In 1999, Sonam Wangchuk was a Major in Indian Army’s infantry regiment, the Ladakh Scouts. Nicknamed the “Snow Warriors” or “Snow Tigers”, this regiment specializes in mountain warfare. Knowing the mountains like the back of their hand, Ladakh Scouts carry out reconnaissance missions and set up observation posts for army regiments operating at high altitudes.
On May 26, 1999, Major Wangchuk was on an annual vacation at his home in Khakshal in Leh. During that time, the Dalai Lama was visiting Leh and Major Wangchuk, a deeply religious Buddhist, was one of the first people to seek the spiritual leader’s blessings before heading to the front. Two days later, Major Wangchuk reported at Handen Brok, a Border Security Force base camp in the Chorbat La sub sector of Batalik. The last stop before the Line of Control, this was the post from where recon patrols were sent out into the mountains. With his natural acclimatization to the region, local knowledge and experience in Siachen, Wangchuk was often given the task of establishing an observation post on the Line of Control high in the mountains.
At that time, the Indian army was still in the dark about the extent of Pakistani infiltration. Unaware of the heavy Pakistani presence just above, Wangchuk and his band of 30-odd soldiers of the Ladakh Scouts left on their next mission to establish their post on an 18000 feet high ridge just inside the Indian side of LoC. Glacial, slippery and rocky, the steep mountain had a gradient of 80 degrees, and climbing it in the freezing sub-zero temperatures of Ladakh was a tough test for even skilled mountaineers.
During their ascent towards the LoC, Major Wangchuk and his team were ambushed by the enemy firing from a vantage position. In the heavy shelling, a NCO of the Ladakh Scouts was killed. Leaving behind one of his jawans to take back the body of the slain soldier and the information the base about the ambush, Major Wangchuk held his column together to continue the climb to LoC. He knew it was essential to prevent the infiltrators from occupying the strategically superior position.
Under heavy Pakistani fire from the flanks, the incredibly nimble Major led his team by deftly dodging bullets and ducking behind boulders. When bullets fell short, the team climbed to higher positions and rolled boulders on to the enemies. Halting and charging ahead with dexterity, Wangchuk and his team finally made it to the ridge in three hours. Spotting a group of intruders trying to scale the ridge from the Pakistan side, Major Wangchuk then planned a daring counter ambush of his own. He told his men to hold on till the enemy came within range. When they did, he attacked them from the flank. In the gun battle that ensued, four infiltrators were killed, and their machine guns, ammunition and controlled stores were recovered.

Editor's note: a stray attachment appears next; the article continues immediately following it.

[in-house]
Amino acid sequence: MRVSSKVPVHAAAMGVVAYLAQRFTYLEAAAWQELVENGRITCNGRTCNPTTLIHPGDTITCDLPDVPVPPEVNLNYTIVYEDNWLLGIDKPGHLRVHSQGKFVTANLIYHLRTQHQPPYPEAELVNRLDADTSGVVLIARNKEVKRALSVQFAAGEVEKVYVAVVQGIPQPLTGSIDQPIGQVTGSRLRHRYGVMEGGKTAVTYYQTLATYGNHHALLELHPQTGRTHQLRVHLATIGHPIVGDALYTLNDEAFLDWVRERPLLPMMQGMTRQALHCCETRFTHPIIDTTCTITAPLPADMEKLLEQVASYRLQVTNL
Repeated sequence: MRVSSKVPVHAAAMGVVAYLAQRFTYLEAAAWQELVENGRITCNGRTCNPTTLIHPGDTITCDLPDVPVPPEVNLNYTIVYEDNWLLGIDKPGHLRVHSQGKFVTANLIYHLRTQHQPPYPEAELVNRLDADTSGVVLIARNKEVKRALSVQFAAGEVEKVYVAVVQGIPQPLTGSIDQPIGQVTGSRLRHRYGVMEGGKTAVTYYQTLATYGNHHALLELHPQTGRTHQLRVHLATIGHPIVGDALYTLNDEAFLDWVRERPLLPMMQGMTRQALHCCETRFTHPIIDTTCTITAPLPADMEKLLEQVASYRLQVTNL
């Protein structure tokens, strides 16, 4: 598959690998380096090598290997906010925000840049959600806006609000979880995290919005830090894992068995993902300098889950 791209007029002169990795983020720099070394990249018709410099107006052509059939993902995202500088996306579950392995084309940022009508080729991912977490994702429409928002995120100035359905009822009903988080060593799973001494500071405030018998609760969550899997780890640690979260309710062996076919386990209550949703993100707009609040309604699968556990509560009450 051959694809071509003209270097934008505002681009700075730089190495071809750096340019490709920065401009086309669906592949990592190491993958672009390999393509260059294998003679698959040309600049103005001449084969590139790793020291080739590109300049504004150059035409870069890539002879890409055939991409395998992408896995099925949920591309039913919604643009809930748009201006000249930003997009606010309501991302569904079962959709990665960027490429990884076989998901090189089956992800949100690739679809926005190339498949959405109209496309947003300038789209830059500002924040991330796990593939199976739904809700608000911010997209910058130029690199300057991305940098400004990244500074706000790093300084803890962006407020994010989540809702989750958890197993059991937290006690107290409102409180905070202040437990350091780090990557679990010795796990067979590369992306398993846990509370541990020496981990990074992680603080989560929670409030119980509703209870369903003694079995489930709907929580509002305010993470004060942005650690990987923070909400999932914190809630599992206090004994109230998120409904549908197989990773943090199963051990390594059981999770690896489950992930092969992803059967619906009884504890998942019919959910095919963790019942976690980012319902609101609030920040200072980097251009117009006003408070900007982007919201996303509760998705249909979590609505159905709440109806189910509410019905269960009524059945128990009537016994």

Next day, Wangchuk and his band of scouts set out to clear the Chorbat La axis of all enemy intrusions. With the minimum time to plan their approach, the team, unlike other units, never got artillery support in their mission. At 18000 feet, where the thin air makes breathing ragged, they kept going till they had accomplished their very dangerous mission. With the LoC once again under Indian control, the mountains echoed with the war cry of the Ladakh Scouts, Ki Ki So So Lhargyalo (The Gods will Triumph). Cut off from the world except for their wireless and living off survival rations, Wangchuk and his men remained on one of the world’s most brutal battlefield for over a week to snap shut the crucial infiltration point. Not only had they prevented any subsequent infiltration, their daring act had returned India to a commanding position on the vital ridge that the intruders desperately wanted to occupy. For his exemplary service, Major Wangchuk was honoured with the Maha Vir Chakra, the second highest military decoration. “Even as the Army and the country was raving about his wins in Kargil, he treated it with little excitement and kept smiling through it all,” said an Army officer, who knows him well.